Because she was human and therefore fallible, my Mother taught me some things that weren’t so good; things that proved damaging to my life, actually. I could, and used to constantly dwell on this mess, but I have finally shifted my focus regarding both of my parents to the good that was their legacy; and my spiritual inheritance.My Mom never lied…no…never. What was so inconvenient for me all through school when I wanted to take a mental health day has proved to be a point of pride now. The truth is that Hazel’s level of honesty is rare as hens teeth. It was then, and it still is. That’s a pity because Truth is a healer. It saves marriages, friendships, careers, tears and regrets. I now love to brag on her for this. This woman never, to my recollection, lied, not even once. Not to save somebody’s feelings, even, and she hated to hurt anyone’s feelings, just despised it! Once she told me that when some proud parent would introduce her to their less than attractive baby, she would say “Oh, that is such a sweet baby!” She could really pull it off because she adored babies and really put her heart into it, homely or not. But lie? Nope. Not her. I used to think it was ridiculous to think that a “little white lie” could ever be a problem, but she maintained that there simply is no such thing. As she put it “A lie is a lie.” Some years later I heard it said that we are only as sick as the secrets we keep. By then I had come to believe it, and I joined my Mother then and there in her nothing but the truth so help her God stance. This is how I live my life now and my life is so much sweeter because of it. I have learned that lies take on a life of their own and can surely destroy yours. Thank you Mom.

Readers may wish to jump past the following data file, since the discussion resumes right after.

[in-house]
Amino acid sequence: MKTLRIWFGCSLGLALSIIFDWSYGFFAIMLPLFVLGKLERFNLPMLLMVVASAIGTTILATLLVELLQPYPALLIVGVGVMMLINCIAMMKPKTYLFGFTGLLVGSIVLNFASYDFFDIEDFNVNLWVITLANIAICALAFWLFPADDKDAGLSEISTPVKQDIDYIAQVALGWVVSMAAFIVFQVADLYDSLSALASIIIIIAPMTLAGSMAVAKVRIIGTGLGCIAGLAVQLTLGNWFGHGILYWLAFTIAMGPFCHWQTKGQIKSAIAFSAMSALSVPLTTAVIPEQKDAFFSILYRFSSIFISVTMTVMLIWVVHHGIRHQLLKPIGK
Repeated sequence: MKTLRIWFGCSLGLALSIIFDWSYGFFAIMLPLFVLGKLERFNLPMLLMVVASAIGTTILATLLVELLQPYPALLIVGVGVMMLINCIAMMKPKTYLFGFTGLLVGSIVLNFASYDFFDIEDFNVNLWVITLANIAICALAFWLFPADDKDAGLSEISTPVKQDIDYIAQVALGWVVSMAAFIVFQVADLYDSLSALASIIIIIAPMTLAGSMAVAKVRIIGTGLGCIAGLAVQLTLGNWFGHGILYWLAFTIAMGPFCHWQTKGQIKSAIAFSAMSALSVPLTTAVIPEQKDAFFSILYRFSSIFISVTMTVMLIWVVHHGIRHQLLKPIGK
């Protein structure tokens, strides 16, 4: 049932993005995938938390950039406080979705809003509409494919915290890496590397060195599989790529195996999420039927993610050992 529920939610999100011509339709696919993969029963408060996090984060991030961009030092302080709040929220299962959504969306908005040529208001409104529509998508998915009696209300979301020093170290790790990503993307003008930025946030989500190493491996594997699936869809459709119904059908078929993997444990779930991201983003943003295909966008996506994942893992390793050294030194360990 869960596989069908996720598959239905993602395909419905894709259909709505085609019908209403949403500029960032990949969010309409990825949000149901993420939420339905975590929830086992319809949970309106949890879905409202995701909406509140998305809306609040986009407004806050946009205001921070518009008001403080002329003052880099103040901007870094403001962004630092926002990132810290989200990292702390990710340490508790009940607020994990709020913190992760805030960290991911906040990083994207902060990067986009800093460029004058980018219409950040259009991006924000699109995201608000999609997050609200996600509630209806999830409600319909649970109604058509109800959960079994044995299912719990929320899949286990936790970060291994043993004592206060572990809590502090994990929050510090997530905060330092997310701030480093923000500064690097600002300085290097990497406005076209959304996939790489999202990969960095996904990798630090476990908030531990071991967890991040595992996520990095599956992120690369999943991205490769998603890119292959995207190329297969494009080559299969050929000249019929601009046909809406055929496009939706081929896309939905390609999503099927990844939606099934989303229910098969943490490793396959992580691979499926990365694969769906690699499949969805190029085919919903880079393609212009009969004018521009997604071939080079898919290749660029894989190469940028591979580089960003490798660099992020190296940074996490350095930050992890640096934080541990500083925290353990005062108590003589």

Oh, she taught me all the usual weird Mom stuff too; like always wear clean underwear in case you are in a wreck and they have to cut your clothes off your writhing, bleeding, battered body. She used to say that and giggle, but would always add that I had better wear clean clothes every day because after all, what did I think she washed them for anyway? I often heard her yell out the window to my cousins and me to “stop that y’all! You kids are going to put somebody’s eye out with that thing!”And she was right in a general way, I suppose. We did play a bit rough, although all 4 of us still have, by the grace of God, both eyes. Thank you anyway, Mom.